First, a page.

The OFT investigation has certainly focused the minds of public sector clients, says Jon Rouse, but now it’s time to stop casting blame and get on with the work

When the results of the Office of Fair Trading’s construction investigation first emerged, my first thought was unprintable. My second thought was: “They had better have got this right!”

Now that I think about it, I find it inconceivable that the OFT would publish the names of 112 firms suspected of cover pricing if it didn’t believe it was correct. Having been the chief executive of the Housing Corporation, I know that at large regulatory bodies sobriety is always the order of the day. You don’t publish anything unless you’re sure you have your facts straight, because the impact on organisations can be severe. Furthermore, the fact that more than 80 firms have accepted some responsibility already and a significant number have sought leniency, suggests that the report is accurate. We therefore have to assume that the OFT report is correct and work on that basis.

As the chief executive of Croydon council, I can say that the publication of the list was every local authority boss’ nightmare. Your head starts spinning as you review the relationships you have with the firms on the list and start analysing the processes of appointment and prices you paid.

Next, you think about your current procurement exercises. For us at Croydon the most obvious is the procurement of our urban regeneration vehicle partner through a competitive dialogue process. This is a relationship more akin to a marriage than a contract and, while the OFT report did not mention any of the companies involved in our final two consortiums, it will certainly focus our attention harder on the negotiations.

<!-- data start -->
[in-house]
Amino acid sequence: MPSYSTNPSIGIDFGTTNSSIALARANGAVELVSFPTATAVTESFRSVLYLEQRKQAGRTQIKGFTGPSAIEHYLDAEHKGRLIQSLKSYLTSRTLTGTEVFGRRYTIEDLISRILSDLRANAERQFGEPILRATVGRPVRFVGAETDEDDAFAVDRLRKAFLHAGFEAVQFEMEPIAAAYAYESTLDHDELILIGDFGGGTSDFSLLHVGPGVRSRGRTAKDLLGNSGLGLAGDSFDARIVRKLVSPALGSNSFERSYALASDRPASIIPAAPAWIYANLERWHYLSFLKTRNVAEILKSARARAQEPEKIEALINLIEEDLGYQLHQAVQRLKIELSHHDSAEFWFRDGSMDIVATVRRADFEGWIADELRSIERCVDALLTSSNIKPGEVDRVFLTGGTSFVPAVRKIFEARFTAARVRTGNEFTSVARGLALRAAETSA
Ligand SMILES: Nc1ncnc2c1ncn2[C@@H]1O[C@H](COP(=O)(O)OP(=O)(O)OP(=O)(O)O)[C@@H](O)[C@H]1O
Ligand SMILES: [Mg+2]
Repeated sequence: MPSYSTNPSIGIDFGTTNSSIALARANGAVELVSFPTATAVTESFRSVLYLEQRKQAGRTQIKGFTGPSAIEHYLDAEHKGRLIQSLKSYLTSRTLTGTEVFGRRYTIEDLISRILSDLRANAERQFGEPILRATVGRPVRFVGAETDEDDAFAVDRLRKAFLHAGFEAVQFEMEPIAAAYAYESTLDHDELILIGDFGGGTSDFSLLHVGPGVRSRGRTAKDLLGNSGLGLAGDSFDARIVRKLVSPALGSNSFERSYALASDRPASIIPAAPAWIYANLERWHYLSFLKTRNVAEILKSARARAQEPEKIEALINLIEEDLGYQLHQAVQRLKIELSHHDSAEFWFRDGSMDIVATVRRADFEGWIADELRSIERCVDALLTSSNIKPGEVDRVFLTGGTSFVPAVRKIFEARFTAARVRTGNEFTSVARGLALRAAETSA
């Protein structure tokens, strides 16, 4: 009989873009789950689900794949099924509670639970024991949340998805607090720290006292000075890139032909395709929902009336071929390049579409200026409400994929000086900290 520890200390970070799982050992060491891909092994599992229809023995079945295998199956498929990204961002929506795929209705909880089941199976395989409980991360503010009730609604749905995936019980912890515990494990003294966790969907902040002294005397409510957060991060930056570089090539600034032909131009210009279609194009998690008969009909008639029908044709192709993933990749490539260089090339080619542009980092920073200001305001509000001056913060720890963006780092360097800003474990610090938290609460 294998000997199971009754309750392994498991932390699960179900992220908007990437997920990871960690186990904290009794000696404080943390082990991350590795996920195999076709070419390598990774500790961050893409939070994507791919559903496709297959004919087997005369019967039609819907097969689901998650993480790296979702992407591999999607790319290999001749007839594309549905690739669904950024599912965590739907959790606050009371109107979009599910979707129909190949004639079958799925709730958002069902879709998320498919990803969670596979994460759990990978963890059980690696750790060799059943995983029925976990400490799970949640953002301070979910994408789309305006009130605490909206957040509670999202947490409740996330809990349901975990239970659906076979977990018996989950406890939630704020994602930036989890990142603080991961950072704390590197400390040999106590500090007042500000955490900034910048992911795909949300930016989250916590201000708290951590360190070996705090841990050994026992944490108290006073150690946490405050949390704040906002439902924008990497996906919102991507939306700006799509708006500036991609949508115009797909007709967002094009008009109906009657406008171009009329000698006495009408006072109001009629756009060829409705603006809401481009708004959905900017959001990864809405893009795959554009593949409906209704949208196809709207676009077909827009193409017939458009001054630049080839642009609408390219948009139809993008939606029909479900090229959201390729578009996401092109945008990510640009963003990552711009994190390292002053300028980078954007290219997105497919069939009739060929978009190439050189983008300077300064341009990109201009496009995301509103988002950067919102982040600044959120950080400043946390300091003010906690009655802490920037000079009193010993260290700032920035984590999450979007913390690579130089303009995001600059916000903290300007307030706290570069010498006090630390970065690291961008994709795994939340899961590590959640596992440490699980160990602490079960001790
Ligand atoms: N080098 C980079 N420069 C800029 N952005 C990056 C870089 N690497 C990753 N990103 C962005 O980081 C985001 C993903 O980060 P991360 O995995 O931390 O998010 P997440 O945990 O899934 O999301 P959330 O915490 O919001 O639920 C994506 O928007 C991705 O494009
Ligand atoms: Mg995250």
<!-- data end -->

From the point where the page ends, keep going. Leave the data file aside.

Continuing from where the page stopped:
Then there are future contracts. Croydon is about to embark on a £350m Building Schools for the Future programme. Will the OFT report force us to exclude certain firms? How will we know companies aren’t cover pricing to keep us happy?

What this all adds up to is a fundamental breakdown in trust between clients and tenderers. When this happens people tend to cast blame, but the reality is that there is only one construction industry, and councils have to keep working with it. Yes, we have to address corrupt practices, but we also have a lot of work to get on with.

Egan says the public sector’s fixation with the lowest price has forced cartel-style behaviour.This is akin to arguing it’s OK to shoplift because products in shops are too expensive

Casting blame gets us nowhere. That is why I was disappointed when Sir John Egan blamed public sector clients for the price-fixing culture. He said that because the public sector has a fixation with the lowest price, we have forced the industry into cartel-style behaviour. This is akin to arguing that because products in shops are too expensive, it’s OK to shoplift. Companies always have the choice to compete legally and honestly and if they can’t, they shouldn’t compete at all. My only cause for reflection is whether clients have too many expectations that bidders will compete. We need to send a message to contractors that it’s OK to say no.

Beyond that, Egan’s wider accusations don’t hold much water. At local government level, most of us have moved beyond a “lowest price wins” approach. In our recent competitive dialogue process, the financial offer constituted less than 40% of the total marks at the final shortlist stage.

For the industry, there now has to be some deep soul-searching as to how to rebuild trust among its client base. Building’s Rebuilding Trust campaign is an important first step and I’d eventually like to see the industry adopt a full code of conduct. Here in Croydon, we have reviewed our relationships and are confident our contracts give us value for money.

These are uncertain times, but this much I know: the industry has to get its act together and show that it is doing so. Most importantly, things still need to be built, so let’s not wallow in the mud or throw it at each other. Let’s just get on with business.